TRANSLATING THE MESSAGE: The Missionary Impact on Culture, by Lamin Sanneh. Maryknoll: Orbis Books, 1989. Pp. 255 (BV2063.523).
Lamin Sanneh, Ph.D., University of London, is the first African to become Professor of Missions and World Christianity, and Professor of History, at the Yale Divinity School. Edinburgh University's Andrew Ross says "Sanneh's work is of fundamental importance to anyone who is interested in the problem of the relation of the gospel to culture, whether it is the culture of the New Guinea Highlanders or that of New York commuters." (THEOLOGY TODAY, January 1990). Harvey Cox, emeritus professor of theology, Harvard Divinity School, gives Kudos to this addition to the Renolf Collection on missiology: "This is the most important book Oris has published since Gutierrez's THEOLOGY OF LIBERATION." (Front cover).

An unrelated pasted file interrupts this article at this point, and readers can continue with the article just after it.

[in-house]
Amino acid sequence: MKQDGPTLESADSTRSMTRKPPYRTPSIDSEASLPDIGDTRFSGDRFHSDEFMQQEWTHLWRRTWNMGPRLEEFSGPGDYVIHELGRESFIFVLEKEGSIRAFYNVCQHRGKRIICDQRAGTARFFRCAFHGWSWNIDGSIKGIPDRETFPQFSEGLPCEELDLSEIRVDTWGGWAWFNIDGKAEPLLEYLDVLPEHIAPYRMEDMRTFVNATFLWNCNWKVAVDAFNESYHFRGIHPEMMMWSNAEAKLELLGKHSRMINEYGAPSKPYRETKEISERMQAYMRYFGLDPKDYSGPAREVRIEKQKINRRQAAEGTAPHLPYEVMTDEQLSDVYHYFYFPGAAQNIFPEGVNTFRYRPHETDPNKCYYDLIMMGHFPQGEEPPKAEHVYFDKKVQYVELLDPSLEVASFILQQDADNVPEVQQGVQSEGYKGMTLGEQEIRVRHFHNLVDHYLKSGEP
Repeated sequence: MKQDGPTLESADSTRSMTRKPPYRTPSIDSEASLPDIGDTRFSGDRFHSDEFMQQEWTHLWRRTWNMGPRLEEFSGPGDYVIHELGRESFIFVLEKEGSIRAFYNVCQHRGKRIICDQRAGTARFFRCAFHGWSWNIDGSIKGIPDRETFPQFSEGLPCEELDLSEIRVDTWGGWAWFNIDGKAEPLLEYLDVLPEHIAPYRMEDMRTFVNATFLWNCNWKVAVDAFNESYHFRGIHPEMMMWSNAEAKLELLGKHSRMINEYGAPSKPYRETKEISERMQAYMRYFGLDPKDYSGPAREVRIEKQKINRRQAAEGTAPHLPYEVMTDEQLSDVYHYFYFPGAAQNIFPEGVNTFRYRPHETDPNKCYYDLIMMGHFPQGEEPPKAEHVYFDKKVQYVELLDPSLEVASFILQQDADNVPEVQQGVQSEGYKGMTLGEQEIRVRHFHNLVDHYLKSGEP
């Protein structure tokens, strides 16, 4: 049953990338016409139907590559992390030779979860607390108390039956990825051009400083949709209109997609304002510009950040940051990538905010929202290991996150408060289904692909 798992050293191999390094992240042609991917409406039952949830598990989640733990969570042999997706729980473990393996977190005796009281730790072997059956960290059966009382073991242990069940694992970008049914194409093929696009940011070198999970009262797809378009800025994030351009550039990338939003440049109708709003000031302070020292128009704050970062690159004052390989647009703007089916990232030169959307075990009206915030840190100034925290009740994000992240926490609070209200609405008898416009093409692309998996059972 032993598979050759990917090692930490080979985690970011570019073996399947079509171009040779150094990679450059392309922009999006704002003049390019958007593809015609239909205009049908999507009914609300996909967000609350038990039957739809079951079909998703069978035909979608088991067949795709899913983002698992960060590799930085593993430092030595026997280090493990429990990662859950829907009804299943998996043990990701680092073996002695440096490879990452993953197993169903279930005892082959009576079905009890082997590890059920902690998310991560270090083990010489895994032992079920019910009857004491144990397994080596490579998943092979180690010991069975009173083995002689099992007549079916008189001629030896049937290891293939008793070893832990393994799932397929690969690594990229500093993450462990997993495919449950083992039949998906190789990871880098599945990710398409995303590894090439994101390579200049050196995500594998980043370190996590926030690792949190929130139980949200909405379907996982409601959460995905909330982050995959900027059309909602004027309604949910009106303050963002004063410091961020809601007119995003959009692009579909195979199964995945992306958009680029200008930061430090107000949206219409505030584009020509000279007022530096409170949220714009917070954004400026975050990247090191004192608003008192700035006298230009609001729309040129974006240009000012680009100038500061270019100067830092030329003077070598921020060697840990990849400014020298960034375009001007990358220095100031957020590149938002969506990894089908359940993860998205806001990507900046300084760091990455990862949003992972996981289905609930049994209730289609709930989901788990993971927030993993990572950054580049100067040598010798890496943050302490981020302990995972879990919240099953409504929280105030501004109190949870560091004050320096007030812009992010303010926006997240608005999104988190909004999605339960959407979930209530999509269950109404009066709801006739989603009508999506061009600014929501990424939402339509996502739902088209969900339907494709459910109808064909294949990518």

All missionary translators need a sense of humor. The author gives a series of unexpected results from searching for the right word in the indigenous language to convey a biblical word. Missionary translators are "indigenizers in the best sense of the word, rather than cultural imperialists." (P.90). Unknowingly, in West Africa, missionaries had translated the story of Mary sitting at the feet of Jesus" as Mary "sitting on Jesus' lap." The Uduk people living on the Ethiopian border use the expression of "shivering in their livers" for "worry." Consequently for them, translating John 14:1 would result in "Do not shiver in your livers; you believe in God, believe also in me." (P. 195) It is a bit rare that a scholarly work also provides a few laughs.